Hydraulic rams pushing pipes behind slurry system TBM as part of pipe-jack tunnel - Courtesy of Severn Trent

Hydraulic rams pushing pipes behind slurry system TBM as part of pipe-jack tunnel - Courtesy of Severn Trent

In addition to the new tunnels, some 7km of new sewers were to be constructed by open cut across the town to collect and convey flows from various streets to the new tunnels. The pipelines generally comprised of online and offline sewer replacement within the extents of the public highway. New pipes with diameters ranging between 225mm and 1500mm were proposed in some 37 streets in a residential urban environment.

Over 2km of sewers were identified from CCTV records as being in a poor structural condition and requiring rehabilitation through relining. In addition another 2.5km of sewers were considered of a critical importance to the operation of the sewer flooding strategy, requiring cleansing and further inspection to confirm if any rehabilitation work was necessary.

Liner being inserted into sewer, winched from next manhole, prior to inflation and curing - Courtesy of Severn Trent

Liner being inserted into sewer, winched from next manhole, prior to inflation and curing - Courtesy of Severn Trent

The feasibility work included an outline analysis of highway drainage inlet capacity in the areas adjacent to the works. This identified some locations where there was an insufficient number of surface water gullies, resulting in potential highway and overland flooding problems. The Severn Trent team engaged with Nottinghamshire County Council who provided partnership funding to install additional gullies. These were included in the project scope to deliver a holistic solution to flooding problems with all works carried out at the same time.

A key driver in the solution development was to minimise disruption to residents, commuters and visitors to the town. The decision to use a segmental tunnel rather than a pipe-jacked tunnel reduced the number of construction shafts from 12 along the line of the tunnel to just two, one at each end.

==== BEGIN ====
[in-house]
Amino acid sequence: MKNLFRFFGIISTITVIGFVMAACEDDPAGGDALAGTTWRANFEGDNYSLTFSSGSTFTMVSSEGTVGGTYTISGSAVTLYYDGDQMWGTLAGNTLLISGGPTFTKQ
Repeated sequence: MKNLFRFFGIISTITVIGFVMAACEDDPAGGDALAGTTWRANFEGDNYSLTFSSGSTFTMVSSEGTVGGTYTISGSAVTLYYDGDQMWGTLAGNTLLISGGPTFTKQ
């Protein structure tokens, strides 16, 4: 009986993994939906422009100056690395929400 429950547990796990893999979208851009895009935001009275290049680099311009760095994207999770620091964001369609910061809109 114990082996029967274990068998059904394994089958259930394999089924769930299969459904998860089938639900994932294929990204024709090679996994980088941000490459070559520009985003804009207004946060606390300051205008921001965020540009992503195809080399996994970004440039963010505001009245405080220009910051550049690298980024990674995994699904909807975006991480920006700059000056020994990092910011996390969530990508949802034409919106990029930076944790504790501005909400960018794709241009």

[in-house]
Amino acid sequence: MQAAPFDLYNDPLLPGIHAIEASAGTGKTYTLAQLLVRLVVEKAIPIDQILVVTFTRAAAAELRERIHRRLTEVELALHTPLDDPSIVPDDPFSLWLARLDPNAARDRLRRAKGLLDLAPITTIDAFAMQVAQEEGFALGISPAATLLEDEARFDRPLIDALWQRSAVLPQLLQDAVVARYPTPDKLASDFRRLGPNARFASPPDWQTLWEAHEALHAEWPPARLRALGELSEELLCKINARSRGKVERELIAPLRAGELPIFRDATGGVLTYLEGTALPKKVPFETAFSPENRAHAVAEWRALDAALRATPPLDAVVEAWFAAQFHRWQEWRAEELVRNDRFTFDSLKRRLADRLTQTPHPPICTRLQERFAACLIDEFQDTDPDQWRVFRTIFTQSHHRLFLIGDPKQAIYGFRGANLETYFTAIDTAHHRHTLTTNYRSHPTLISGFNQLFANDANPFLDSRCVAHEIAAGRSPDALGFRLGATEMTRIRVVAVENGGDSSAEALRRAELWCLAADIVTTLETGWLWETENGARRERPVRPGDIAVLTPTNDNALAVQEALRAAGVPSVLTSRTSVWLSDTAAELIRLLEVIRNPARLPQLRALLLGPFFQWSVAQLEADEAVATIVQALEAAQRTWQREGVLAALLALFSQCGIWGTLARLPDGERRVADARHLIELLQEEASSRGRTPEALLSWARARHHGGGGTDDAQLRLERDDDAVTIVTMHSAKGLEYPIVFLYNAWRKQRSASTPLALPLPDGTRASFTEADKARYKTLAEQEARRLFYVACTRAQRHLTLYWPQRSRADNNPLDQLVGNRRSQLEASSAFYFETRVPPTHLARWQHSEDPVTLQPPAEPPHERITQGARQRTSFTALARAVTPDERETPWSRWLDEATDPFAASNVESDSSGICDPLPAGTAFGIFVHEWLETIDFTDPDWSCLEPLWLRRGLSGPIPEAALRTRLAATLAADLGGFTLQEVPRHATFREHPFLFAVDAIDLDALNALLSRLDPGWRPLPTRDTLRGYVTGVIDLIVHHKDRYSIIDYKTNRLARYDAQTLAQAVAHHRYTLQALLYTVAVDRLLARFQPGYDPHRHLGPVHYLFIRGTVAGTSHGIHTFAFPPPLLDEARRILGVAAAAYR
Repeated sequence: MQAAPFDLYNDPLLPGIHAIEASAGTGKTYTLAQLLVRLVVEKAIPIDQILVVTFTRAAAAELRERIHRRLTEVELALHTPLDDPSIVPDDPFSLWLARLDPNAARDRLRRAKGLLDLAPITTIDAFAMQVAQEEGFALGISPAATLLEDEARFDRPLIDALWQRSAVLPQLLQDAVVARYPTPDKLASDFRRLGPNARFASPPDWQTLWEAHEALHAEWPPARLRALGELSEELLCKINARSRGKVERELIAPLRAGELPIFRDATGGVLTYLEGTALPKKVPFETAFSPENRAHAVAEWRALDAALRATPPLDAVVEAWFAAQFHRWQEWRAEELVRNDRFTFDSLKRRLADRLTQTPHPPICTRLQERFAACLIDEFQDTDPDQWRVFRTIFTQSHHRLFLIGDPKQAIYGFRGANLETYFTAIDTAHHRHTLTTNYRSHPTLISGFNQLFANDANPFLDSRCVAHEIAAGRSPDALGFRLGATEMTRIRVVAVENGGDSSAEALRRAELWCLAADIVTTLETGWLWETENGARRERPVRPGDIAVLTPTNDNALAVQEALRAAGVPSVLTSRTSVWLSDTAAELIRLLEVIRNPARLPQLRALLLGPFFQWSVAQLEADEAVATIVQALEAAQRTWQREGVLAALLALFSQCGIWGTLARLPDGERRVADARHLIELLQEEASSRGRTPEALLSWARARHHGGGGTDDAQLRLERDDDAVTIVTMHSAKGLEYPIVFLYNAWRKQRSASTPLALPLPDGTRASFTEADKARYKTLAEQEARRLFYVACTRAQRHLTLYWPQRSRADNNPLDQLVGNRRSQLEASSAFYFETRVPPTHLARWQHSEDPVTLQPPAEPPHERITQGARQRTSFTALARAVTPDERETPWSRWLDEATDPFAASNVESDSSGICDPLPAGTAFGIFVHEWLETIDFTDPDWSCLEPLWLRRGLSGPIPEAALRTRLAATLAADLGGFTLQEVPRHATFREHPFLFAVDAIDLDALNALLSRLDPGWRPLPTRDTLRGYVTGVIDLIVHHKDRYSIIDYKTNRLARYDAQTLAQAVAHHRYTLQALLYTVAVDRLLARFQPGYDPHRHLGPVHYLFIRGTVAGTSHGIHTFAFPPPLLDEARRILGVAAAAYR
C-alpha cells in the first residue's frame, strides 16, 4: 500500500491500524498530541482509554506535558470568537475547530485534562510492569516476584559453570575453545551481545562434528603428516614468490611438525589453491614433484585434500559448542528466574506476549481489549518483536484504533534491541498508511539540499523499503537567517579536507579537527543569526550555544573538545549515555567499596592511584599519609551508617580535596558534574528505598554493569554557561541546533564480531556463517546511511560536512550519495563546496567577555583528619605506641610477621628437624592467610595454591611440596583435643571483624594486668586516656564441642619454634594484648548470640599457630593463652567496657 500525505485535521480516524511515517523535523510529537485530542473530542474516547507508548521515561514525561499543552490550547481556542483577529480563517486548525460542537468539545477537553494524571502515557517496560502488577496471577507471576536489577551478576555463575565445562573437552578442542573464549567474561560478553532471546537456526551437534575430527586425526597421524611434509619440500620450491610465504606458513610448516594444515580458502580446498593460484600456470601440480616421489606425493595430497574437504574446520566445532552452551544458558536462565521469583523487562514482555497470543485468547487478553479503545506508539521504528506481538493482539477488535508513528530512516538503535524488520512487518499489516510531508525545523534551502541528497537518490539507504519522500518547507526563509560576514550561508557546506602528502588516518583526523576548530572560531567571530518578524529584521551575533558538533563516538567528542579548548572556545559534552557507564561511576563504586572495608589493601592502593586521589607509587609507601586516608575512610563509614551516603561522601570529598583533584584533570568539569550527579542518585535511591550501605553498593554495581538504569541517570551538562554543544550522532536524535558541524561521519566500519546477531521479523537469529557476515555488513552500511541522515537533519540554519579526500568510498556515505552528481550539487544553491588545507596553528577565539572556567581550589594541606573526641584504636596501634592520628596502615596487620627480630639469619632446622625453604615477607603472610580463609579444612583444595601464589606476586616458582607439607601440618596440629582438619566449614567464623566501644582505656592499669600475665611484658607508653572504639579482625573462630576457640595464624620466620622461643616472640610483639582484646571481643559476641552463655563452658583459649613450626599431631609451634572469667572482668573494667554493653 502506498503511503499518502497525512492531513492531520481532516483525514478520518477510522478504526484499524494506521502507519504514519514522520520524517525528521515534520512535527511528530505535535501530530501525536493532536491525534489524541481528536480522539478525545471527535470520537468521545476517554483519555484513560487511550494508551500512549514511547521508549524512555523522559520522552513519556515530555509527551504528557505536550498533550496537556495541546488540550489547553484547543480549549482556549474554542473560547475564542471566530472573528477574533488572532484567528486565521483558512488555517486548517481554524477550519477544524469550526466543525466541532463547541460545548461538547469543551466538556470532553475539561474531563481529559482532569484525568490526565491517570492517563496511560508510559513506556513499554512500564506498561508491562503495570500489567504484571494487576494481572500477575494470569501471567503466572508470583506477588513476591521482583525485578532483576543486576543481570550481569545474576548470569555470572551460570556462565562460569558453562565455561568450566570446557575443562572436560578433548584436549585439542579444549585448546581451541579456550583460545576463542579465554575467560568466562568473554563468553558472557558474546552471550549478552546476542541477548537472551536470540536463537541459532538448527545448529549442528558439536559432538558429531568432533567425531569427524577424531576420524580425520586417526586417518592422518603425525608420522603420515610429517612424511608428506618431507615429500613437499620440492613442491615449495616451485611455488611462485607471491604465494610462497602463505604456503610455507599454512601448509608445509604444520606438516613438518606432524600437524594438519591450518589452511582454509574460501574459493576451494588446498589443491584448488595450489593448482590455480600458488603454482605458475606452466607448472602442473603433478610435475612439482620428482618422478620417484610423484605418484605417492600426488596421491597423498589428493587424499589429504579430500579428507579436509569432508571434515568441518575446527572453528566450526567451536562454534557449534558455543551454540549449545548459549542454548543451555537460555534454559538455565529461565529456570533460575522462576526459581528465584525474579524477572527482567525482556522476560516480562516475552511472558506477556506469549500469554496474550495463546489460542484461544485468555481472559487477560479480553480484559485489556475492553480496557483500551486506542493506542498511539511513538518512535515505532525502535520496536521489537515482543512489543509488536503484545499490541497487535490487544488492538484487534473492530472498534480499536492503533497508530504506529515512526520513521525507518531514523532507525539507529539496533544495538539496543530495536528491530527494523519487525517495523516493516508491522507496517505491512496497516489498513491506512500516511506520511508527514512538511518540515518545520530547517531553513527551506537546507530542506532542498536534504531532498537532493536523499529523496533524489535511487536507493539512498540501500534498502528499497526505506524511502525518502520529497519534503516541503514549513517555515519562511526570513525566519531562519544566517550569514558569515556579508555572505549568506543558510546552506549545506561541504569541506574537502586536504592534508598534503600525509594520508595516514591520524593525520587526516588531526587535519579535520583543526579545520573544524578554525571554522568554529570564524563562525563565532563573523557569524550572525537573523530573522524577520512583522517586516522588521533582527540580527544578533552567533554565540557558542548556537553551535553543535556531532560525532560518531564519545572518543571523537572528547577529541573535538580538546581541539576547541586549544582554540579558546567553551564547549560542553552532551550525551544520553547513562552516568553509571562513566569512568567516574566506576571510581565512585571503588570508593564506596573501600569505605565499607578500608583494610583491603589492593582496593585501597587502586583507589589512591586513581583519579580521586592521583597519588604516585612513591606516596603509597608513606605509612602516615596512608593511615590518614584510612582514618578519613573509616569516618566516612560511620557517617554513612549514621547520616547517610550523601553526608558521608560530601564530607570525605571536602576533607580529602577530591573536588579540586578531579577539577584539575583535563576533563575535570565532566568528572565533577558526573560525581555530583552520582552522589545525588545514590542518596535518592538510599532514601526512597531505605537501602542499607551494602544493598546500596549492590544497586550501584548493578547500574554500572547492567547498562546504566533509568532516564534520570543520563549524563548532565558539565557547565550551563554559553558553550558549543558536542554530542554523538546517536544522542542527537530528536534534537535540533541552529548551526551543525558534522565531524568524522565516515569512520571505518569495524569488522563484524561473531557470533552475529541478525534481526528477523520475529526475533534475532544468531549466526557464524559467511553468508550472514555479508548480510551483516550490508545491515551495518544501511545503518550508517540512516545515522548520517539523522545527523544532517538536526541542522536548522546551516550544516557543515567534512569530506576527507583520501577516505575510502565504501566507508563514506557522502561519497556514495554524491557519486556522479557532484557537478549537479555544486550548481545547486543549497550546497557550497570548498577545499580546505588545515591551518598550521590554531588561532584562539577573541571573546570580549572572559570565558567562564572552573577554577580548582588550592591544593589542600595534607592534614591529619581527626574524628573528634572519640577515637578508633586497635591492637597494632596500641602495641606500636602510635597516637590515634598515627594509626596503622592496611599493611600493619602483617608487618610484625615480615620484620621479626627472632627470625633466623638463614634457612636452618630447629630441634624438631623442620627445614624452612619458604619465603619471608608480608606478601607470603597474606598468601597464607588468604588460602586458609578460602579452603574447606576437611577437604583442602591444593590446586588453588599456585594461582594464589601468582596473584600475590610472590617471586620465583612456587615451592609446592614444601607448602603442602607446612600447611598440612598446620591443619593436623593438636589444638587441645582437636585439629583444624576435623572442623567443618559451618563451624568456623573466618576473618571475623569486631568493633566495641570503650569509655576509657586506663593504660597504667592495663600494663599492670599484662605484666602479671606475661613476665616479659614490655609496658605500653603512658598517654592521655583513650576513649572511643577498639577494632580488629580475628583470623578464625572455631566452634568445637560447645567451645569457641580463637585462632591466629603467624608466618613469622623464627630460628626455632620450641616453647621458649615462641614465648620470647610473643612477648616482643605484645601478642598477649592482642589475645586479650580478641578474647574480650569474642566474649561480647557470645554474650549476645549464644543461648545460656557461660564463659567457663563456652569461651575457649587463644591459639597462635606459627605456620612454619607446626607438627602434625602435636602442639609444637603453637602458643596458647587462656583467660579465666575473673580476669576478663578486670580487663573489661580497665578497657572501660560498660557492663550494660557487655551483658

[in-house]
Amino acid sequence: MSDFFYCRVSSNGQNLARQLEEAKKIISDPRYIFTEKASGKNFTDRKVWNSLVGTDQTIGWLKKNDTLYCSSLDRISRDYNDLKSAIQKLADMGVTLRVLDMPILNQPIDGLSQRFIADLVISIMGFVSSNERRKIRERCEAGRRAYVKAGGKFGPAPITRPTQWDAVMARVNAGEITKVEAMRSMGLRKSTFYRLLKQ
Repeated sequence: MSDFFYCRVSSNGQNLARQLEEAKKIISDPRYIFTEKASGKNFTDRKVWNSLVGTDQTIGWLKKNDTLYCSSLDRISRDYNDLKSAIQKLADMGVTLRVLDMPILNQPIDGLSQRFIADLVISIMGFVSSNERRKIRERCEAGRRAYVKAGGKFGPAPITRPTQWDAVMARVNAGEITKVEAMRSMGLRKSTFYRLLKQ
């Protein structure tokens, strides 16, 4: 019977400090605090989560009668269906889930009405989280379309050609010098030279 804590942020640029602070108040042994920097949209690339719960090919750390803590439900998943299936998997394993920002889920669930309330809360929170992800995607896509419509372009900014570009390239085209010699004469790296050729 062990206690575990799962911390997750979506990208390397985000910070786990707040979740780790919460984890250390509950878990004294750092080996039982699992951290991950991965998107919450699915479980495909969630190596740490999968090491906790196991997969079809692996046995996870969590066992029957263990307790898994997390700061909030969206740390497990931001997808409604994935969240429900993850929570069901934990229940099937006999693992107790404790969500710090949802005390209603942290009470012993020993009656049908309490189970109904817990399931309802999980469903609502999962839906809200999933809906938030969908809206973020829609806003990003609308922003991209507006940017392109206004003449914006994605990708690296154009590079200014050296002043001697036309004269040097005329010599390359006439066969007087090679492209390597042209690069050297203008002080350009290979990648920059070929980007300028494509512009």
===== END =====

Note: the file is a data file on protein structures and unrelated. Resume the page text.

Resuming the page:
Whilst the main tunnel could be constructed without impact at surface, the existing sewer system had to be connected to the new tunnel at key locations in the town. Rather than constructing a traditional shaft, 1200mm diameter drop pipes were proposed, drilled from surface, connecting an overflow chamber built on the existing sewer to the new tunnel below. The segmental tunnel and drop shafts, avoided significant construction and traffic impacts, reducing an 18-month period with road closures throughout the town, to a 17-week period with a one-way system in operation.

(left) Drilling rig set up ready to drill drop shaft outside Newark Castle and (right) overflow chamber and drop pipe on Castle Gate Newark - Courtesy of Severn Trent

(left) Drilling rig set up ready to drill drop shaft outside Newark Castle and (right) overflow chamber and drop pipe on Castle Gate Newark - Courtesy of Severn Trent

Where opportunity allowed, the existing sewers were to be retained with rider sewers laid at a higher level connecting from manhole to manhole. In normal dry weather conditions the flows would be contained within the existing sewer, however in storm conditions, as the sewer surcharges, the flow would rise in the manhole and spill into the rider sewer. As the depth of the rider sewer is less than the depth of the existing sewer, and no property connections need to be made to the new pipe, programme savings can be achieved reducing the construction duration and hence the impact to residents and road users alike.

Solution: Water supply